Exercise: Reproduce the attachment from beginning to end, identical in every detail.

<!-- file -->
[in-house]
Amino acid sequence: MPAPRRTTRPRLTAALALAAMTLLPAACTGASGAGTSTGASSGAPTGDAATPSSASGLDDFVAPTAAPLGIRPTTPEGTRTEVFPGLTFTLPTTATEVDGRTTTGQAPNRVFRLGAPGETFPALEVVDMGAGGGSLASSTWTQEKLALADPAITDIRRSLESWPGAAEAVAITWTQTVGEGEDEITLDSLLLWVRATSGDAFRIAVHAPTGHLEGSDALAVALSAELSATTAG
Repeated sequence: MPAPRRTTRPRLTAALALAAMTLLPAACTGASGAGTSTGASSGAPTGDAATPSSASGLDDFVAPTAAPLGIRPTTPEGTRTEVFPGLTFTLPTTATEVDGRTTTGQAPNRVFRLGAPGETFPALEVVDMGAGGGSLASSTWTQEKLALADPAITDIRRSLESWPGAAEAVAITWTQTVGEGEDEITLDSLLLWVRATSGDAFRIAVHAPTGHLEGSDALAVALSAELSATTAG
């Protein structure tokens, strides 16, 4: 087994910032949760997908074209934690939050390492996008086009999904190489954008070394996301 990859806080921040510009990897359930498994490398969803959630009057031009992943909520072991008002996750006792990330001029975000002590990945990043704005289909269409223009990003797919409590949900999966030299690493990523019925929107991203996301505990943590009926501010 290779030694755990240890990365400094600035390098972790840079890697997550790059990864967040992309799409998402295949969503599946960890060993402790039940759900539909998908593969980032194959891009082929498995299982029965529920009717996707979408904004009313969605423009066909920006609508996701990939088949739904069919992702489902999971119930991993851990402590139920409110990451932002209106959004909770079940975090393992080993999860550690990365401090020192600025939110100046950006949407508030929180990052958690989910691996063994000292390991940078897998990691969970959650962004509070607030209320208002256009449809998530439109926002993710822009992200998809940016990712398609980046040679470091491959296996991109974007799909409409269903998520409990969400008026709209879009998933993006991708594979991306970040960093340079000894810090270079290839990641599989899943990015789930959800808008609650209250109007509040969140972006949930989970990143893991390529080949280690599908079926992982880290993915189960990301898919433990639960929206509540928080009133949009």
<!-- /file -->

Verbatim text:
[in-house]
Amino acid sequence: MPAPRRTTRPRLTAALALAAMTLLPAACTGASGAGTSTGASSGAPTGDAATPSSASGLDDFVAPTAAPLGIRPTTPEGTRTEVFPGLTFTLPTTATEVDGRTTTGQAPNRVFRLGAPGETFPALEVVDMGAGGGSLASSTWTQEKLALADPAITDIRRSLESWPGAAEAVAITWTQTVGEGEDEITLDSLLLWVRATSGDAFRIAVHAPTGHLEGSDALAVALSAELSATTAG
Repeated sequence: MPAPRRTTRPRLTAALALAAMTLLPAACTGASGAGTSTGASSGAPTGDAATPSSASGLDDFVAPTAAPLGIRPTTPEGTRTEVFPGLTFTLPTTATEVDGRTTTGQAPNRVFRLGAPGETFPALEVVDMGAGGGSLASSTWTQEKLALADPAITDIRRSLESWPGAAEAVAITWTQTVGEGEDEITLDSLLLWVRATSGDAFRIAVHAPTGHLEGSDALAVALSAELSATTAG
């Protein structure tokens, strides 16, 4: 087994910032949760997908074209934690939050390492996008086009999904190489954008070394996301 990859806080921040510009990897359930498994490398969803959630009057031009992943909520072991008002996750006792990330001029975000002590990945990043704005289909269409223009990003797919409590949900999966030299690493990523019925929107991203996301505990943590009926501010 290779030694755990240890990365400094600035390098972790840079890697997550790059990864967040992309799409998402295949969503599946960890060993402790039940759900539909998908593969980032194959891009082929498995299982029965529920009717996707979408904004009313969605423009066909920006609508996701990939088949739904069919992702489902999971119930991993851990402590139920409110990451932002209106959004909770079940975090393992080993999860550690990365401090020192600025939110100046950006949407508030929180990052958690989910691996063994000292390991940078897998990691969970959650962004509070607030209320208002256009449809998530439109926002993710822009992200998809940016990712398609980046040679470091491959296996991109974007799909409409269903998520409990969400008026709209879009998933993006991708594979991306970040960093340079000894810090270079290839990641599989899943990015789930959800808008609650209250109007509040969140972006949930989970990143893991390529080949280690599908079926992982880290993915189960990301898919433990639960929206509540928080009133949009």